Thanks to other fellow travelers, we first heard of La Guajira, a department of Colombia located in the northeast part of the country and bordering Venezuela. From Palomino (and also from Santa Marta) you can only make it to Cabo de la Vela with public transportation. As we wanted to go further, we booked a three-day tour that began and ended in Rioacha.
A different landscape
We stopped in Uribia, the last town providing fuel and water. From then on, the landscape changed drastically: we left the mountains and jungle behind to find salt lakes, cactus fields and sand dunes instead.
We spent our first evening in Cabo de la Vela, a perfect spot for windsurfers and kitesurfers. The following morning, we drove through sand dunes melting in the Caribbean sea and eventually reached Punta Gallinas, the most northern point of South America.
An inconvenient truth
The beauty of the landscapes we saw in La Guajira is undeniable, yet we were shocked to witness the amount of plastic flying around. This vast land is inhabited by an indigenous community, the Wayuu, who - in spite of their miserable condition - are determined to stay and fight for their land.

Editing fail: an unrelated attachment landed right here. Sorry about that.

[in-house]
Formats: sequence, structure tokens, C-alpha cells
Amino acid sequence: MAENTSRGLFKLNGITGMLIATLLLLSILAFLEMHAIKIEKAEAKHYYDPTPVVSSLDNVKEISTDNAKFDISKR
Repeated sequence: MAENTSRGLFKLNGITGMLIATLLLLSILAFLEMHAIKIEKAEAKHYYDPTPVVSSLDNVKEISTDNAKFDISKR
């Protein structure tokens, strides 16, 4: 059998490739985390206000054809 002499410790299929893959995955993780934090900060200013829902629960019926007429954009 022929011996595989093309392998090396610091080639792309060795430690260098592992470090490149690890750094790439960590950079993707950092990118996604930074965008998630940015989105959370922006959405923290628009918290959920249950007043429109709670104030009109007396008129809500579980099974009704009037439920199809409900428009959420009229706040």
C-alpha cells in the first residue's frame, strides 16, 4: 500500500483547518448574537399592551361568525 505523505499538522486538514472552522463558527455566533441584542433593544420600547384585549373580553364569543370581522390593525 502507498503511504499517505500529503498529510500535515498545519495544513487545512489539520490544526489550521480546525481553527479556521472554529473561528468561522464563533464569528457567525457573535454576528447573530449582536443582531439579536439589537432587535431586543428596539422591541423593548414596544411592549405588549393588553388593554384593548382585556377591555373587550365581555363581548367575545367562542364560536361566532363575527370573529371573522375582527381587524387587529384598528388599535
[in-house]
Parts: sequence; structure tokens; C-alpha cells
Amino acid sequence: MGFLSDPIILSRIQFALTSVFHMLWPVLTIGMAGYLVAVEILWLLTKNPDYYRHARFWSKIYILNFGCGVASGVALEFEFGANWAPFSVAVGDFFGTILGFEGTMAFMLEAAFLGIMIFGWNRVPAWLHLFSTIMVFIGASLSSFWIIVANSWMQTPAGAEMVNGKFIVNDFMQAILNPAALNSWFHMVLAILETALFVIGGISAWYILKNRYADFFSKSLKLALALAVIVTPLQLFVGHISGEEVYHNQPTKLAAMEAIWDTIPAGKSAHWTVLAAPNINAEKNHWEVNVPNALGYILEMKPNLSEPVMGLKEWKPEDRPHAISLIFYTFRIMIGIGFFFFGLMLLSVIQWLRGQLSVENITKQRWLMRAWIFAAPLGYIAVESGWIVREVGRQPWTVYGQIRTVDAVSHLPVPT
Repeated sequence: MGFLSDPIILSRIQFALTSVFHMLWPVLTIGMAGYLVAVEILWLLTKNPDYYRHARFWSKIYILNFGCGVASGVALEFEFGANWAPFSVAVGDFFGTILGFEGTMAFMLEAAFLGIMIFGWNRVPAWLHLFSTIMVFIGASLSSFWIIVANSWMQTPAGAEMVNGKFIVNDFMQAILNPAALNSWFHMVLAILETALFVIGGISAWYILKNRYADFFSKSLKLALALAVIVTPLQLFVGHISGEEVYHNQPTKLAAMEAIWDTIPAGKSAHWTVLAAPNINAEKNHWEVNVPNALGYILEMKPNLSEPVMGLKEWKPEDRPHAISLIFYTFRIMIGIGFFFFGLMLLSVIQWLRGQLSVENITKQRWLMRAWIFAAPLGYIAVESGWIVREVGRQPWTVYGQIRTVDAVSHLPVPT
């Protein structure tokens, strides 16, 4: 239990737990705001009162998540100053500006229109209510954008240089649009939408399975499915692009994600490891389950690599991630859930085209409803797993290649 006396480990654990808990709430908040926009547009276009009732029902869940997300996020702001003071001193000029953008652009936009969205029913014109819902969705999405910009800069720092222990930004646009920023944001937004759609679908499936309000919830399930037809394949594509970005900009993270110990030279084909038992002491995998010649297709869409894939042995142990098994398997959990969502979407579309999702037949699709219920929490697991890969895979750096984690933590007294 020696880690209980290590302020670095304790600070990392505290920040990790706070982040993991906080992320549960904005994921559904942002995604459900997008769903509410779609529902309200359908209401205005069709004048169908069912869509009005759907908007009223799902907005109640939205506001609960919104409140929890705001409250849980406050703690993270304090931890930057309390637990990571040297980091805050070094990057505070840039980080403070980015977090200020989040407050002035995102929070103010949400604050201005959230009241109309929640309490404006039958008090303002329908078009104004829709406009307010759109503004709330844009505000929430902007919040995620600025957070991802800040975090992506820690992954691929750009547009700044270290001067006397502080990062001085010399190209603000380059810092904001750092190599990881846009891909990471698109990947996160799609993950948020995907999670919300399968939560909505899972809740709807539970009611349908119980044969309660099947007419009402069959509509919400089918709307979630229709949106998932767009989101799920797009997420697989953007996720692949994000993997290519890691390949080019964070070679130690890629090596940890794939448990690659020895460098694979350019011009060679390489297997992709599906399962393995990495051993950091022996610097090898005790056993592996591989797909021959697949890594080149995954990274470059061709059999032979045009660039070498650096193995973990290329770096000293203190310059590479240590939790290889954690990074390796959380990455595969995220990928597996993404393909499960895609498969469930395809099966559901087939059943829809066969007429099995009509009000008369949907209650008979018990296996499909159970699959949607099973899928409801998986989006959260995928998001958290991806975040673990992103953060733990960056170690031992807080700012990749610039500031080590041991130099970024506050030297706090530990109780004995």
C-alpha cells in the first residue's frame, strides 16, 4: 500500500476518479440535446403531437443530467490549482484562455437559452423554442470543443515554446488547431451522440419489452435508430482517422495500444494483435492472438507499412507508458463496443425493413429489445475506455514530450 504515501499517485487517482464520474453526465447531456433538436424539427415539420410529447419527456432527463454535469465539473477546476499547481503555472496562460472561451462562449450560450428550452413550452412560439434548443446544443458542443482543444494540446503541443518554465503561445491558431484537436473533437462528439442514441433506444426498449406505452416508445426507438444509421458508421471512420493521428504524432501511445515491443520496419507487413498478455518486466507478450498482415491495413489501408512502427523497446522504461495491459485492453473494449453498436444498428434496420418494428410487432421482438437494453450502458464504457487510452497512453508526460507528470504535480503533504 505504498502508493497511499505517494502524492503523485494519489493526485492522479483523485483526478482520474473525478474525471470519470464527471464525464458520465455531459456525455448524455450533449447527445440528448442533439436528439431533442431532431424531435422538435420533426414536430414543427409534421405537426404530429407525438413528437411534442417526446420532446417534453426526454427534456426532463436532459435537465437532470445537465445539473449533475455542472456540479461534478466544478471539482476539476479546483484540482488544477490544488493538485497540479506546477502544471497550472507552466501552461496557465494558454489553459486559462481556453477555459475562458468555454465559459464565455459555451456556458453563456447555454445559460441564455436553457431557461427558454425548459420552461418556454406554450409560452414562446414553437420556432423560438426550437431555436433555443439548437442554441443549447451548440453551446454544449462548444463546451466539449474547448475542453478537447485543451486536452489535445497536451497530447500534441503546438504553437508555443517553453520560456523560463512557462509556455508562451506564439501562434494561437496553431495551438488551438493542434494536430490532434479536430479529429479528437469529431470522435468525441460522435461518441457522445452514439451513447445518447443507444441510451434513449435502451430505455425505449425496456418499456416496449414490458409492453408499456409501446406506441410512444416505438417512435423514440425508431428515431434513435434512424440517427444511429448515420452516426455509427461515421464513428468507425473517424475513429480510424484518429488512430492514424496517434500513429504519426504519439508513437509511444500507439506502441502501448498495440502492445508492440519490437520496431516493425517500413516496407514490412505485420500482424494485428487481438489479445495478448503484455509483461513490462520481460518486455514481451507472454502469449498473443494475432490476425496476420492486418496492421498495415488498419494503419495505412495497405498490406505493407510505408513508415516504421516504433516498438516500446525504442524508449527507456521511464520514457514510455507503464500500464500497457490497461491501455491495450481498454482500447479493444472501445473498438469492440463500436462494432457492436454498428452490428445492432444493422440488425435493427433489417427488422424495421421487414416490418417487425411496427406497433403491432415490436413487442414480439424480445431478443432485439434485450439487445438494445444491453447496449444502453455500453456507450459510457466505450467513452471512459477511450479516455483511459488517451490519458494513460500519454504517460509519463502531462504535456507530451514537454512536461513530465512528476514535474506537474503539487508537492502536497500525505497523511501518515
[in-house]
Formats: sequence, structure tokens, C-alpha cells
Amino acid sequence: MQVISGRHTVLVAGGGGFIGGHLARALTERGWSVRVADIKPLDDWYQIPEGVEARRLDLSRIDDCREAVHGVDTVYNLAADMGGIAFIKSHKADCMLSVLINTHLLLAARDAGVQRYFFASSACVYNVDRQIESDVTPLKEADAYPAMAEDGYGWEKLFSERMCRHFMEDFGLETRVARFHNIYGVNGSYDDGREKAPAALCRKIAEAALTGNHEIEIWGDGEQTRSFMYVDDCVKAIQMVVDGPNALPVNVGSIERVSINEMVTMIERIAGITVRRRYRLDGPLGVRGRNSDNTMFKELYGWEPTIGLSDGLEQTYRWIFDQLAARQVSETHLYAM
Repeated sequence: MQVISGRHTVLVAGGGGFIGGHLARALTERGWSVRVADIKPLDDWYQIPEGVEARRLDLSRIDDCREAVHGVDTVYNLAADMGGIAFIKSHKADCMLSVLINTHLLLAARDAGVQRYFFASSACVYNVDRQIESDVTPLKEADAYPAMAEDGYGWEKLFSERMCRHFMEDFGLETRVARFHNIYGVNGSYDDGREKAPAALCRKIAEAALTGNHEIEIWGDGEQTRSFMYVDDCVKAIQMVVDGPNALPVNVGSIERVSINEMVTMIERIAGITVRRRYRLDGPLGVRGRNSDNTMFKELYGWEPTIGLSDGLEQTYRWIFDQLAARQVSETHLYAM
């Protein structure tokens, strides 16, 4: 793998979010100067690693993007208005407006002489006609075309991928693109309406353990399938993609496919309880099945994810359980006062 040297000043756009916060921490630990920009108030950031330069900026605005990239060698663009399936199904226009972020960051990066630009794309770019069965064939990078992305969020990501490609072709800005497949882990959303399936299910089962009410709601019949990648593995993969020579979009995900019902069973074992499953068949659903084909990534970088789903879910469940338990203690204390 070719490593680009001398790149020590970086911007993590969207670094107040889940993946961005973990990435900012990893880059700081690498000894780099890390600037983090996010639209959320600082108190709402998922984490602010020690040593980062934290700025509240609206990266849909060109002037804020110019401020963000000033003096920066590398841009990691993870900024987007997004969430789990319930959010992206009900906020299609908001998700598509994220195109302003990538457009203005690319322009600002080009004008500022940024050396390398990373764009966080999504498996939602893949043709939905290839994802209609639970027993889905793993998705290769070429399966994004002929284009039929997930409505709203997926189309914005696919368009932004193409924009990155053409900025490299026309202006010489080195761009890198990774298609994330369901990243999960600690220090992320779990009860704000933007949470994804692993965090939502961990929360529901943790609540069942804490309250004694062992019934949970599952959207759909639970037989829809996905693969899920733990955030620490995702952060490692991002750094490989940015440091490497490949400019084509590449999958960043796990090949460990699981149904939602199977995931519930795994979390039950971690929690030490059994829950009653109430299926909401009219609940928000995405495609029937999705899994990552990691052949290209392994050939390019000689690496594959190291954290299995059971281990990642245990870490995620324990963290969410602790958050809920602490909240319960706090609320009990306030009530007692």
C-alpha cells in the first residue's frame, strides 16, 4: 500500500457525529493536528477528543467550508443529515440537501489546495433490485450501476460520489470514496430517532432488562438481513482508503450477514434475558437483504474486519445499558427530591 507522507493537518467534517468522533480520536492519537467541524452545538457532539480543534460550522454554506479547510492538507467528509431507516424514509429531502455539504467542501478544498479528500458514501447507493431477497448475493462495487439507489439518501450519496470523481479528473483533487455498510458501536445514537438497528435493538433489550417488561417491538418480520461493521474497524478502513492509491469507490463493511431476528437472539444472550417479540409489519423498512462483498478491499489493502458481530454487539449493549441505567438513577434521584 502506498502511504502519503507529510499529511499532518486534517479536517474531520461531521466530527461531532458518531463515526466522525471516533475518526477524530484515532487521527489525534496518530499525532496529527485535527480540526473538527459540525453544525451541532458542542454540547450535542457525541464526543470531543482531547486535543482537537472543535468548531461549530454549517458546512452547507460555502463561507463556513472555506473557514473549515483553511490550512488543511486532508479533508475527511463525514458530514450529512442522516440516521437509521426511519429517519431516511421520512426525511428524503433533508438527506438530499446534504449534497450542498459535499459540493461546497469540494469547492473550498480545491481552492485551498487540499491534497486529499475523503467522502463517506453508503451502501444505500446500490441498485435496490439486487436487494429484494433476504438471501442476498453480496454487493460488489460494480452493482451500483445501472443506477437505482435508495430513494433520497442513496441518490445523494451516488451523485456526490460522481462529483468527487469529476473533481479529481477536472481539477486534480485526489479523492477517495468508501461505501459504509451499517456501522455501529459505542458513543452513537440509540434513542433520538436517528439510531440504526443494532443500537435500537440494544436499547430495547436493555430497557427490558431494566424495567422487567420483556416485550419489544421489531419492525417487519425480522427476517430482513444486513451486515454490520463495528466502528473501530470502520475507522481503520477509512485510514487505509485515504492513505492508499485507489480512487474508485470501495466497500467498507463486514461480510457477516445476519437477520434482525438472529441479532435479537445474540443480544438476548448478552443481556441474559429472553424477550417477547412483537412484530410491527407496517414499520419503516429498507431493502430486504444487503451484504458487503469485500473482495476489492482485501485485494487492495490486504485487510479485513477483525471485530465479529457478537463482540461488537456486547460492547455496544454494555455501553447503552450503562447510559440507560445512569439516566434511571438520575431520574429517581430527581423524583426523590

Each time a car enters "their territory", children and women block the path with a rope they will only let go in exchange for water or sweets. Problem is, all that comes into massive layers of plastic that will inevitably end up in the sea.
This status quo could improve significantly if the government reached an agreement with the Wayuu: investments on basic needs and education on the one hand and willingness to collaborate on the other. But unfortunately this is not happening at the moment.
As tourists, the only thing we can do to mitigate this problem is to reduce the amount of plastic brought into the land of the Wayuu. For instance, buying fruit or getting rid of plastic wraps before giving out sweets. When visiting La Guajira, please consider the consequences of your actions.